The Life Adventures & Piracies of the Famous Captain Singleton [NOOK Book]



That all Defoe's novels, with the exception of "Robinson Crusoe," should
have been covered with the dust of neglect for many generations, is a plain
proof of how much fashions in taste affect ...
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The Life Adventures & Piracies of the Famous Captain Singleton

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That all Defoe's novels, with the exception of "Robinson Crusoe," should
have been covered with the dust of neglect for many generations, is a plain
proof of how much fashions in taste affect the popularity of the British
classics. It is true that three generations or so ago, Defoe's works were
edited by both Sir Walter Scott and Hazlitt, and that this masterly piece
of realism, "Captain Singleton," was reprinted a few years back in "The
Camelot Classics," but it is safe to say that out of every thousand readers
of "Robinson Crusoe" only one or two will have even heard of the "Memoirs
of a Cavalier," "Colonel Jack," "Moll Flanders," or "Captain Singleton." It
is indeed distressing to think that while many scores of thousands of
copies of Lord Lytton's flashy romance, "Paul Clifford," have been devoured
by the public, "Captain Singleton" has remained unread and almost
forgotten. But the explanation is simple. Defoe's plain and homely realism
soon grew to be thought vulgar by people who themselves aspired to be
refined and genteel. The rapid spread of popular education, in the middle
of last century, was responsible for a great many aberrations of taste, and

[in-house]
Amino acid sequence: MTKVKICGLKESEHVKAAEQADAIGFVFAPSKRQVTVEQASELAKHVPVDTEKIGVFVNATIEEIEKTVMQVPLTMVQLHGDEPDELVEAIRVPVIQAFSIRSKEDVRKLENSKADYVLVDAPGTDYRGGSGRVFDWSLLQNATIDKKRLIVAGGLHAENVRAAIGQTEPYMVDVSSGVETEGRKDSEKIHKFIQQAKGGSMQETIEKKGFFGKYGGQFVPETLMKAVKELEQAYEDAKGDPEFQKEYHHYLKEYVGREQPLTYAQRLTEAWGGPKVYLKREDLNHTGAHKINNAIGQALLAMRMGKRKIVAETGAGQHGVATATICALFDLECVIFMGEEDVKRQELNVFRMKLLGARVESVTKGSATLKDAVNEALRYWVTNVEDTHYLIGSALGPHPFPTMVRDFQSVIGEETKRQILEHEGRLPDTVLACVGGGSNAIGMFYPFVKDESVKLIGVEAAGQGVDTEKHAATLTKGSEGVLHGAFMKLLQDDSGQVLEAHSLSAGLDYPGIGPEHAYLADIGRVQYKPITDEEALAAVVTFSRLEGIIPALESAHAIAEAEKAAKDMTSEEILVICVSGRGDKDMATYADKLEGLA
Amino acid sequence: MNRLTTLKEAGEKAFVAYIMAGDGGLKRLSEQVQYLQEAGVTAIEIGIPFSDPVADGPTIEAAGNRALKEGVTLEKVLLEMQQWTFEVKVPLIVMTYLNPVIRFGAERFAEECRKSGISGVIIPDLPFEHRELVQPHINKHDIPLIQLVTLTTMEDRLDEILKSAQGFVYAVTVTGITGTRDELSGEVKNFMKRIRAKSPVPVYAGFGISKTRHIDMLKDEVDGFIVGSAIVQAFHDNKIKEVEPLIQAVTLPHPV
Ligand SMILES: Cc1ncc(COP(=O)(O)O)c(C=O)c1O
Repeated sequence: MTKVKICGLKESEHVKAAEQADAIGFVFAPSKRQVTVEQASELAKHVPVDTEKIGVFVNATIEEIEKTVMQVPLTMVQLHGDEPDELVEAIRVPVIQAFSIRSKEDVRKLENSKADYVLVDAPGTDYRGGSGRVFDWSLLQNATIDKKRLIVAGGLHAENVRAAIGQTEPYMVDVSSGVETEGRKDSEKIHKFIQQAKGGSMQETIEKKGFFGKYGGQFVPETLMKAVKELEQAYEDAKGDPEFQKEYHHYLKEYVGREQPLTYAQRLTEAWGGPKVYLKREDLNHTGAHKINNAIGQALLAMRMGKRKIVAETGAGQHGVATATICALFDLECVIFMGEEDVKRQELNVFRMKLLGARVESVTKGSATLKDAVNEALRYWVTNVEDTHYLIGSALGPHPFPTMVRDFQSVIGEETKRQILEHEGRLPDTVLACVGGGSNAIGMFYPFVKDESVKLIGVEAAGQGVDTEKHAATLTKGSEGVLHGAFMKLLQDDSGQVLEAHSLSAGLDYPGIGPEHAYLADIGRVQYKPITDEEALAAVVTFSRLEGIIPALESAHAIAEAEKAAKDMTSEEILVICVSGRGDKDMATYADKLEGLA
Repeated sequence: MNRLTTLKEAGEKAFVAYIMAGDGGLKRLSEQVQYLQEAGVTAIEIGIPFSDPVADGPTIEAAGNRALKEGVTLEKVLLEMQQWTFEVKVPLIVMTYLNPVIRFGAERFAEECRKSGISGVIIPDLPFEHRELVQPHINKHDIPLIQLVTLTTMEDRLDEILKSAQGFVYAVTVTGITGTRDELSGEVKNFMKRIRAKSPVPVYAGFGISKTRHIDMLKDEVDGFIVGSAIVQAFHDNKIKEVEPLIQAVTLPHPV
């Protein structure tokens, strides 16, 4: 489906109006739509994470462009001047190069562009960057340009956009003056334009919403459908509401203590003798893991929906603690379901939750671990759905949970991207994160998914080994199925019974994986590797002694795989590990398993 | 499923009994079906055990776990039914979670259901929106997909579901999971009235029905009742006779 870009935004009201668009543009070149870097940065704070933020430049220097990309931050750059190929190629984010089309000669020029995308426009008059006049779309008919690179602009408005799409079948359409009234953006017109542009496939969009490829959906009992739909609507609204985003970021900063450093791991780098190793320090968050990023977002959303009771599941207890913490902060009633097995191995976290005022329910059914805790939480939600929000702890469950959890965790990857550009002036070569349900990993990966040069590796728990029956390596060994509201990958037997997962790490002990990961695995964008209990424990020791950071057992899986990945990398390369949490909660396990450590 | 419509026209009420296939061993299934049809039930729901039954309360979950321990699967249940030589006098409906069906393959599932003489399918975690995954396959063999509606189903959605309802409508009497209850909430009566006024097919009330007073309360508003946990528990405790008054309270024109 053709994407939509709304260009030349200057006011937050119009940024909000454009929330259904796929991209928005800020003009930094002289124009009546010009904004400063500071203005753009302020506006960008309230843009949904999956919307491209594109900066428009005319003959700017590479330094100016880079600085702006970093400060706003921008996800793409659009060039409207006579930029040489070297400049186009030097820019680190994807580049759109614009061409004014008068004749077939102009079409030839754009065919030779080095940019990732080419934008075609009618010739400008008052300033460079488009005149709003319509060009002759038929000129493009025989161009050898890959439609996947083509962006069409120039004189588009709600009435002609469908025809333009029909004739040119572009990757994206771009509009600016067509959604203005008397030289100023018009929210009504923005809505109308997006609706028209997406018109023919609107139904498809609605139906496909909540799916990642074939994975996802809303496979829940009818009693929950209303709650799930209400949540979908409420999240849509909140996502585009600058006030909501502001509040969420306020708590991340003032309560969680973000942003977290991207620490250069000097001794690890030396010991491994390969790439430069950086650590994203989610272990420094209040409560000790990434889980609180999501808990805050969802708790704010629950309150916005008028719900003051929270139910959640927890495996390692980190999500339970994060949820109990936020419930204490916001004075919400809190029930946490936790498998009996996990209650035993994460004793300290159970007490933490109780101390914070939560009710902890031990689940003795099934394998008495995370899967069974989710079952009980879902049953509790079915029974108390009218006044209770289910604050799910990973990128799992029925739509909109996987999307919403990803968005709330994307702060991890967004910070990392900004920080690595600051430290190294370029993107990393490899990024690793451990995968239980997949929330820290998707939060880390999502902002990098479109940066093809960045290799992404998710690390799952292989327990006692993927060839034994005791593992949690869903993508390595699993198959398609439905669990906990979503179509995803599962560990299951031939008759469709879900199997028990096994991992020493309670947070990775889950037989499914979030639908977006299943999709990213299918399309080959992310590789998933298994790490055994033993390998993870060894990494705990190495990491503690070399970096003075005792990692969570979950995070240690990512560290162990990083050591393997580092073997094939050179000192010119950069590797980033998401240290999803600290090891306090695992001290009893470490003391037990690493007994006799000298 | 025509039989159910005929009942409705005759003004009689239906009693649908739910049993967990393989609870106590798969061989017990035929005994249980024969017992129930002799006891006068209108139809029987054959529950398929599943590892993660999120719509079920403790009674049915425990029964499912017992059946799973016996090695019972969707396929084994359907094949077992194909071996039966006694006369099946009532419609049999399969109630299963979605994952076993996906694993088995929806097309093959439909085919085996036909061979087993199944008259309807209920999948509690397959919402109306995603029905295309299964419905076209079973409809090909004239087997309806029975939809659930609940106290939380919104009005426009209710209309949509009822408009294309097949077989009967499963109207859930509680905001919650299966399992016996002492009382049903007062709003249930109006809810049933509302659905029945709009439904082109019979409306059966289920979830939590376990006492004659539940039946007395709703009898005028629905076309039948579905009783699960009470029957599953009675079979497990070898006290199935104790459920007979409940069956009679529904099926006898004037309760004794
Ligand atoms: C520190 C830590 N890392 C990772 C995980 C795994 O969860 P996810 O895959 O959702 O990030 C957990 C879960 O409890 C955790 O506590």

the works of the two most English of Englishmen, Defoe and Hogarth, were
judged to be hardly fitting for polite society, as we may see from Lamb's
Essay on Hogarth, and from an early edition of Chambers's "Cyclopaedia of
English Literature" (1843), where we are told: "Nor is it needful to show
how elegant and reflective literature, especially, tends to moralise, to
soften, and to adorn the soul and life of man." "Unfortunately the taste or
_circumstances of Defoe led him mostly into low life_, and his characters
are such _as we cannot sympathise with_. The whole arcana of roguery
and villany seems to have been open to him.... It might be thought that the
good taste which led Defoe to write in a style of such pure and
unpretending English, instead of the inflated manner of vulgar writers,
_would have dictated a more careful selection of his subjects_, and
kept him from wandering so frequently into the low and disgusting purlieus
of vice. But this moral and tasteful discrimination seems to have been
wholly wanting," &c. The 'forties were the days when critics still talked
learnedly of the "noble style," &c., "the vulgar," of "sinking" or "rising"
with "the subject," the days when Books of Beauty were in fashion, and
Rembrandt's choice of beggars, wrinkled faces and grey hairs, for his
favourite subjects seemed a low and reprehensible taste in "high art."
Though critics to-day still ingenuously confound an artist's subject with
his treatment of it, and prefer scenes of life to be idealised rather than
realised by writers, we have advanced a little since the days of the poet
Montgomery, and it would be difficult now to find anybody writing so
confidently--"Unfortunately the taste or circumstances of Defoe led him
mostly into low life," however much the critic might believe it. But let us
glance at a few passages in "Captain Singleton," which may show us why
Defoe excels as a realist, and why his descriptions of "low life" are
artistically as perfect as any descriptions of "higher life" in the works
of the English novelists. Take the following description of kidnapping:--
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Product Details

  • BN ID: 2940013649651
  • Publisher: SAP
  • Publication date: 8/4/2011
  • Sold by: Barnes & Noble
  • Format: eBook
  • File size: 249 KB

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